Empower Your Practice

Journal for Practice Managers

Denial Management in Healthcare - Definition, Types, and More

Medesk
January 7, 2022

Health Insurance Denial Management

Insurance claim denials can be a huge thorn in the side of any healthcare practice, potentially costing millions if not handled correctly.

This comes as no surprise as health insurance companies are notorious for making providers jump through hoops. With all of the complicated language and endless clauses and obligations to consider, denial management can be a real nightmare!

It doesn’t have to be so difficult though.

We’ve come up with a guide to help you navigate the denial management process and minimize unnecessary costs and labor.

What is Denial Management in Healthcare?

Denial Management is an extremely important part of improving the Revenue Cycle Management (RCM) of any medical practice. Through this process, clinics are ultimately able to improve the quality of services they offer to their patients.

There are four steps to denial management:

  1. Identify that a claim has been denied and investigate the root cause of denial.
  2. Manage the steps involved in correctly filing, and, wherever possible, reversing denials. This can involve directly routing claim denials, creating standard workflows, and creating specialized online tools.
  3. Monitor the denial management process by logging and categorizing all claims and auditing the work of your employees.
  4. Prevent or reduce the risk of future denials by revising processes, re-training staff, or adjusting workflows.

To learn more about running a clinic, check out our complete guide to private practice management.

5 Claim Denial Types

There are five main types of claim denials and they involve:

  1. Hard denials cannot be reversed and result in written-off revenue or lost revenue. This type of denial can be appealed if it results from some errors.
  2. Soft denials are temporary and can be reversed with the right follow-up action. The reasons for soft denials can range from missing or incorrect information to coding or charge issues. This type of denial doesn’t need to be appealed.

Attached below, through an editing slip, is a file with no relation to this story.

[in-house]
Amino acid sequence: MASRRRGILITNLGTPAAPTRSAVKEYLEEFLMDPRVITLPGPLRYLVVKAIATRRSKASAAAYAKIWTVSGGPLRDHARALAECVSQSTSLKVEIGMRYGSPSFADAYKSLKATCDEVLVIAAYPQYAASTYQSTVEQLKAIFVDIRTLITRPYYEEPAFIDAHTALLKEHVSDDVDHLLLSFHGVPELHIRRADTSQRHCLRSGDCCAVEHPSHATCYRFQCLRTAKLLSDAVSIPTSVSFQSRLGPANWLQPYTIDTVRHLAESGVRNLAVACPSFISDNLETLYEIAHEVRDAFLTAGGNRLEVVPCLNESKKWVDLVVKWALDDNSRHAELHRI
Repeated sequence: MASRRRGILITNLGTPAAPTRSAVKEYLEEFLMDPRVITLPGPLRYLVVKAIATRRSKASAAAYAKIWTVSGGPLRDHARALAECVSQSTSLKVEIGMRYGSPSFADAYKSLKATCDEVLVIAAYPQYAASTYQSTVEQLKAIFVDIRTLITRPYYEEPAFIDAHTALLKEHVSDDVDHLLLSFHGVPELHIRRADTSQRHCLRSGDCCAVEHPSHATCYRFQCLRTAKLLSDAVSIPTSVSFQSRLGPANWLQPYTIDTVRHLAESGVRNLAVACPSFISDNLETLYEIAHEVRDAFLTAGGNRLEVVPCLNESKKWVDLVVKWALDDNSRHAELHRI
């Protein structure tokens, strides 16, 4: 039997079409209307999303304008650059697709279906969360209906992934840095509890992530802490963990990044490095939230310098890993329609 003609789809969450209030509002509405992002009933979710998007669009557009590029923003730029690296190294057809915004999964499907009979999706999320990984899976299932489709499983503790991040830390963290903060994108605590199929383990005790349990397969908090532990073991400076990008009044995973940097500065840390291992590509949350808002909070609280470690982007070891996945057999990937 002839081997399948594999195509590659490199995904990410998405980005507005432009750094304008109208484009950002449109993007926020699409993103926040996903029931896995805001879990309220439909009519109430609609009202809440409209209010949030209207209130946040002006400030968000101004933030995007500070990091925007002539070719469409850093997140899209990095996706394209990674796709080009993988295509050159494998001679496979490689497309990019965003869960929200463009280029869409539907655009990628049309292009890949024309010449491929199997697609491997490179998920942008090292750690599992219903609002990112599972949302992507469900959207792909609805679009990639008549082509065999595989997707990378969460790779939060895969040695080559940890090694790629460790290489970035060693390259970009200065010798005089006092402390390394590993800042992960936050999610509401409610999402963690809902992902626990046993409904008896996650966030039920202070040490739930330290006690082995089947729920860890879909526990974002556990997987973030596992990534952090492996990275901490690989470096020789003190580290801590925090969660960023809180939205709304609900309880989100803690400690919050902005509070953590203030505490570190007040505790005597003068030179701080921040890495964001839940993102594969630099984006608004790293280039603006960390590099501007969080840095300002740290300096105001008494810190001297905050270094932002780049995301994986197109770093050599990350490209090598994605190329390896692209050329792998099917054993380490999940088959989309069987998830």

3. Preventable denials are hard denials that are caused by the actions of the medical practice such as late submission of claims or incorrect codes.
  4. Clinical denials are hard denials that are based on things such as medical necessity or level of care.
  5. Administrative denials are soft denials that can be appealed. The insurer provides a cause of denial that can be rectified in some cases.

Claim Denials vs Claim Rejections - What’s the Difference?

Denied Claims

Claims denial is when a claim is received and processed by the insurer but payment is denied. The reasons for this can vary. For example, a claim can be denied because of some critical errors that were initially missed, or be in breach of either patient or provider obligations.

In such cases, it's not possible to simply submit a claim with the correct or updated information. You have to start a denial management process that involves two main steps:

  1. Determine the cause of denial. The insurer will usually provide an Explanation of Benefits or Electronic Remittance Advice (ERA) with information on why the claim was denied.
  2. Appeal the denial. Once you have determined the reason for the claim denial, you can submit an appeal. You can send back any claim to the payer for additional processing.

Keep in mind that if you resubmit a denied claim without making an appeal, the new claim will be treated as a duplicate and will automatically be denied also. This will only cost your practice more time and money.

Rejected Claims

Unlike denials, rejected claims are not processed and do not need to be appealed. They usually happen when the provider fails to meet the data requirements.